There are some points at which SC deviates from its RTS kin. Among the unimportant ones:

1. Ballistics: No more are hits simply calculated based on abstract percentage values. No, in the Supreme Commander world bullets are tracked from the gun they issue from to whichever loving father of three you have selected for termination. Practical upside: zilch. In theory, it means that you can use the terrain to your advantage. In practise, SC maps are flat enough that it, uh, doesn't matter.

2. Superweapons: Gamespot, I think, says something monumentally stupid about these superweapons being able to change the course of a battle. Something like "you think your victory is a shoe-in, but then an enemy spider-ish strider thing appears and you know you are proper fucked". Right. Every side (there are three, I think, though there is so little difference between them that it can be hard to tell) gets three superweapons.

One side gets a tall, Iron Giant-like robot, a flying Independence Day style saucer with a death beam, and something else so memorable I have no idea what it might be. Another gets a massive turd-shaped gunship, a big death-ray equipped spider inexplicably called a "Monkeylord", and an artillery piece that fires as long as you have surplus energy. The third gets a mobile war factory, a submersible aircraft carrier, and an infinitely-ranged artillery piece that takes about as long to complete as Duke Nukem Forever. Practical upside: none, really.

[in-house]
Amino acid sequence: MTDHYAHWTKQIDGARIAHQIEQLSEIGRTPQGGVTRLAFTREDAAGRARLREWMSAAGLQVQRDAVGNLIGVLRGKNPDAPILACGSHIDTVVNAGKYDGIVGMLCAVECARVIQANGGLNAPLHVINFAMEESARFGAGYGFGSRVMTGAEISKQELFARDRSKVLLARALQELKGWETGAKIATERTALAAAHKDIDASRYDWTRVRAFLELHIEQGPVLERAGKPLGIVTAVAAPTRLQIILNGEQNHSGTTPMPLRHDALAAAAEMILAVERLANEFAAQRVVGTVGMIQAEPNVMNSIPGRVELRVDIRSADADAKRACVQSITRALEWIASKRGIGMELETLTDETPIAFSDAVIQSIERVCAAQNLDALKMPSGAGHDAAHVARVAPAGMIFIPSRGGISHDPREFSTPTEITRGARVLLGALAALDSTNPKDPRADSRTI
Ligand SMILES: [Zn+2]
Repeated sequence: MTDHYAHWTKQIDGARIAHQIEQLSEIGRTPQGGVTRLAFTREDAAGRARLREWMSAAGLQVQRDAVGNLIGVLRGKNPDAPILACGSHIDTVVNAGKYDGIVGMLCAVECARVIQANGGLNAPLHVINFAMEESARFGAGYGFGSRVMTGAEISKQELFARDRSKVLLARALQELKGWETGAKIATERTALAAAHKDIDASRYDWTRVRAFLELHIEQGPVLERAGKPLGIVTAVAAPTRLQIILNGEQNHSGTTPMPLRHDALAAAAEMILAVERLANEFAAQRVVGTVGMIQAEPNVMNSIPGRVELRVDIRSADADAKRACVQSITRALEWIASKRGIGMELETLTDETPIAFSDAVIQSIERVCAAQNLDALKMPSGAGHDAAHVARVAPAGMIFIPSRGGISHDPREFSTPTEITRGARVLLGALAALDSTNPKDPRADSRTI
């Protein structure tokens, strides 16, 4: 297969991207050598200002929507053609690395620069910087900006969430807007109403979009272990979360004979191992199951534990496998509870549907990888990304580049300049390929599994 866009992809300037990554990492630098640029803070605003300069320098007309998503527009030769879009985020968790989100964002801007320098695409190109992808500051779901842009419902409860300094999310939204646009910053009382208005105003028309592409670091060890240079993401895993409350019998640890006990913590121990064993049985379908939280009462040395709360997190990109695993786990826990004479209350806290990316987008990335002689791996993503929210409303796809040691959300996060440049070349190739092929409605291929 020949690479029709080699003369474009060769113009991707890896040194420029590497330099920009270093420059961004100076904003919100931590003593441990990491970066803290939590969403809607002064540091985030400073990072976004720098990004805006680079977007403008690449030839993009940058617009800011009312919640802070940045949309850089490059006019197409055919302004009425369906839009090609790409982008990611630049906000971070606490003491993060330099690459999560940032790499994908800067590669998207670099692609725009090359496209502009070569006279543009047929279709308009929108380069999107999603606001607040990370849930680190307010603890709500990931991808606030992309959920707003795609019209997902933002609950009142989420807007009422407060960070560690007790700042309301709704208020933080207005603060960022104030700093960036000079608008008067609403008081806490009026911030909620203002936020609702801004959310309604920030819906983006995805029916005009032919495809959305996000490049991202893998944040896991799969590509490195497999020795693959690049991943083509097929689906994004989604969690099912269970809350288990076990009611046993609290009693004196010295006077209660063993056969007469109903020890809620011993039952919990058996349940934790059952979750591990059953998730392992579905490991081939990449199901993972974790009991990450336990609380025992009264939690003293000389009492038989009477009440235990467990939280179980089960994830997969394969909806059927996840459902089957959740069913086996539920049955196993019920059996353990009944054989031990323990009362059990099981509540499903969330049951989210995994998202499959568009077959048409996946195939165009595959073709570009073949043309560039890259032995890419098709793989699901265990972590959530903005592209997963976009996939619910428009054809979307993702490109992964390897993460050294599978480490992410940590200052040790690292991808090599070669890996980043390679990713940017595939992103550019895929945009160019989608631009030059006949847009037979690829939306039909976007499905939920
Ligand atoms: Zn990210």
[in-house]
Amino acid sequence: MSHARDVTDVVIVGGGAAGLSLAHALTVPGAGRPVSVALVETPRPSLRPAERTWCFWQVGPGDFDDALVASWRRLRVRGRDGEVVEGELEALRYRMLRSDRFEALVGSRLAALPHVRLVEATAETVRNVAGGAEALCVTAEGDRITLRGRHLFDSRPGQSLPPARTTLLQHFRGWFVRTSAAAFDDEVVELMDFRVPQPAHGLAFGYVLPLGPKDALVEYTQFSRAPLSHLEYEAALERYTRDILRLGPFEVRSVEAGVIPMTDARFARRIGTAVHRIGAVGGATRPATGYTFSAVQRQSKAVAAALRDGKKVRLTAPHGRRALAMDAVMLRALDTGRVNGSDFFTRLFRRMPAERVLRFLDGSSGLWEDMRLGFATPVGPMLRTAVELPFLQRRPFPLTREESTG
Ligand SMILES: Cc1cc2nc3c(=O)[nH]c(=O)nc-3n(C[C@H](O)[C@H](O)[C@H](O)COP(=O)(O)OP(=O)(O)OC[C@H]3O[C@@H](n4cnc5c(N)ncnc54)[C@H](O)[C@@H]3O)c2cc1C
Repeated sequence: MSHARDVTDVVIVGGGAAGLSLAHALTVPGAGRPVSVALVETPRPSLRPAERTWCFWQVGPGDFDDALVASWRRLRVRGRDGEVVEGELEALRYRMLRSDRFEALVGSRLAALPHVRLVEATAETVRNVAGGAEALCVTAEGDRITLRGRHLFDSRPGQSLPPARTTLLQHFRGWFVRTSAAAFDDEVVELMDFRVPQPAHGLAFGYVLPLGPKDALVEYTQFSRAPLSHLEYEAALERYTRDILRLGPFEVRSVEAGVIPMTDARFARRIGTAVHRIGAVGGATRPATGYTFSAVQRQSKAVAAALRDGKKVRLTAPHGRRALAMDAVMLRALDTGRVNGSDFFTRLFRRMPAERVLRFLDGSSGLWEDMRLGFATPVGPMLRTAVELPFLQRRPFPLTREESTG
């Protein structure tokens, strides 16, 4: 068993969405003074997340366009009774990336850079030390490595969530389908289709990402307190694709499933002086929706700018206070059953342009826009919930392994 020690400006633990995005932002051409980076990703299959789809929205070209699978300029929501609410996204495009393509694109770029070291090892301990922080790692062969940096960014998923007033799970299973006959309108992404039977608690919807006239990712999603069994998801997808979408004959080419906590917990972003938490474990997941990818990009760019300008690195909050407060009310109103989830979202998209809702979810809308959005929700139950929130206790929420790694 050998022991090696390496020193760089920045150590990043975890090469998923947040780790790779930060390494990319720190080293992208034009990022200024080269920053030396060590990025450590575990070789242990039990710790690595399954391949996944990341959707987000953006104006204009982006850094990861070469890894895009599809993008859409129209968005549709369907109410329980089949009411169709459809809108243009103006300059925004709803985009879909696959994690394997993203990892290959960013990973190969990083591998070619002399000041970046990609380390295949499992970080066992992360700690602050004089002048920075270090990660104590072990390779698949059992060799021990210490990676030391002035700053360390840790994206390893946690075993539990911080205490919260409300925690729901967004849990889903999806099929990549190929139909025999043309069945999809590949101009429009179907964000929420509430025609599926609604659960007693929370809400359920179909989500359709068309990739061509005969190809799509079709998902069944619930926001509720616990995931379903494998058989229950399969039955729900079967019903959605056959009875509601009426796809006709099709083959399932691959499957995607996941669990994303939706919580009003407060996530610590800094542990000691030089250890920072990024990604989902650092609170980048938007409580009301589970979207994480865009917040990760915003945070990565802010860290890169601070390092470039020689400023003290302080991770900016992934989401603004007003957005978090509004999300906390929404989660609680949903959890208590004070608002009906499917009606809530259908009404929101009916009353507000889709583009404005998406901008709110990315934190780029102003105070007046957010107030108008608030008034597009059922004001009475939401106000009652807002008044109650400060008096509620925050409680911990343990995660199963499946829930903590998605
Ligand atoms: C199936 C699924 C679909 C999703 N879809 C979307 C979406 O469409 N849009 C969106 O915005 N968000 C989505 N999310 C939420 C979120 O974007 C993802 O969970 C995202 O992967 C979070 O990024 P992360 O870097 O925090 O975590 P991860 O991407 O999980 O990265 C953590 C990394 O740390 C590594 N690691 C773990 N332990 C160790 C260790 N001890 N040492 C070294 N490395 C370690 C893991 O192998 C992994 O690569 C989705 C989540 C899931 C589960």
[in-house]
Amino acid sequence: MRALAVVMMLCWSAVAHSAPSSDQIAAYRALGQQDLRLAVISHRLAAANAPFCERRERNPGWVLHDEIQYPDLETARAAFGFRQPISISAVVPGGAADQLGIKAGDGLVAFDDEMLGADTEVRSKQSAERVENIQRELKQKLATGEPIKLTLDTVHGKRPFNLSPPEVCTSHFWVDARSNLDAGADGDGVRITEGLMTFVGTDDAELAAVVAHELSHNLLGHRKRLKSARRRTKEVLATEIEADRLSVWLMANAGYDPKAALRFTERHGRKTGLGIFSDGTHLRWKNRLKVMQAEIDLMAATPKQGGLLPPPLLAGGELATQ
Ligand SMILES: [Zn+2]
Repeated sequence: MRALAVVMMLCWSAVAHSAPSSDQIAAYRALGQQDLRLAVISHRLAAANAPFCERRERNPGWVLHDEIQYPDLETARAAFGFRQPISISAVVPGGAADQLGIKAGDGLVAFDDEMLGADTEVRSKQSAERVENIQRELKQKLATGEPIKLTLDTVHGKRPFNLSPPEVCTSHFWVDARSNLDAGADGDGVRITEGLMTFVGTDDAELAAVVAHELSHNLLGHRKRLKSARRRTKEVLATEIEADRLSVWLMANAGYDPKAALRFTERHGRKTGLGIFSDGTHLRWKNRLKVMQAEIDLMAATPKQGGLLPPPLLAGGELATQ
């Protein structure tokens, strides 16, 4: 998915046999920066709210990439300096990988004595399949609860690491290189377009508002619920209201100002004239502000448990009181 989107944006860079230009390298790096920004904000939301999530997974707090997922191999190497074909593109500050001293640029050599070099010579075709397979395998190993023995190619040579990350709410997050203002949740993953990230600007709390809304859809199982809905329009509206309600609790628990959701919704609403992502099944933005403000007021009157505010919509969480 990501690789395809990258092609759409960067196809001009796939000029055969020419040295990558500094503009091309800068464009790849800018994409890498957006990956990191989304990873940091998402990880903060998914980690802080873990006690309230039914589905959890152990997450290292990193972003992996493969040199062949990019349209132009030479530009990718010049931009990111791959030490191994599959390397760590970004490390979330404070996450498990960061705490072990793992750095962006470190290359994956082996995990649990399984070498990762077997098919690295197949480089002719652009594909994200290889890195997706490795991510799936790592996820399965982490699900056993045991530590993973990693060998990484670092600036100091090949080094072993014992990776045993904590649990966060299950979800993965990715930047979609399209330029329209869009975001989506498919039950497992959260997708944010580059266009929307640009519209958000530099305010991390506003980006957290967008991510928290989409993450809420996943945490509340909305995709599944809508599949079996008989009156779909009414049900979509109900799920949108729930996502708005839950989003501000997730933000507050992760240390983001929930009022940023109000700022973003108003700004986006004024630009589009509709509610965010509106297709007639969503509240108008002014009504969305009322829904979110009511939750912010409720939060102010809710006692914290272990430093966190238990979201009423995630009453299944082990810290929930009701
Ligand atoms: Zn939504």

On a slightly-related note, however: unlike in every other RTS game ever, nuclear weapons actually do damage. For those unfamiliar with strategic weaponry, "nuclear bombs" are generally measured in things like "kilotons" or "megatons", which does not describe how heavy they are but rather how many tons of fucking TNT they equal. For instance, the atomic bomb that blew the shit out of Hiroshima was somewhere around 15-20 thousand tons of TNT. In strategy games, "nuclear bomb" generally means "lose ten units". In Supreme Commander it means "lose everything on the screen and then some while a massive pillar of flame rises from what used to be your home". So that's cool.

3. Your upgradeable robot buddy: You can outfit your commander with different things, including a teleporter, more robot building things, a cannon, kjrnkjjjjjjjj... oh, fuck. I was writing that sentence and fell asleep at the keyboard. Actually, I may go back to doing that. Wake me up when anybody gives a fuck about upgrading your commander.

On the other hand, there are two points at which SC excels and should be commended:

1. Scale: despite being "strategy" games, most RTS games take place on a battlefield the size of a small town, tops. Supreme Commander sets players up on battlefields of up to eighty square kilometres. This means multi-front wars being waged with individual skirmishes that zoom out to Verdun-esque levels of destruction. This, needless to say, is fucking awesome. The idea of having to wrap your mind around a battlefield fifty miles on a side is magnificent enough that if future RTS games don't operate on such a level they need to have a damned good reason for it.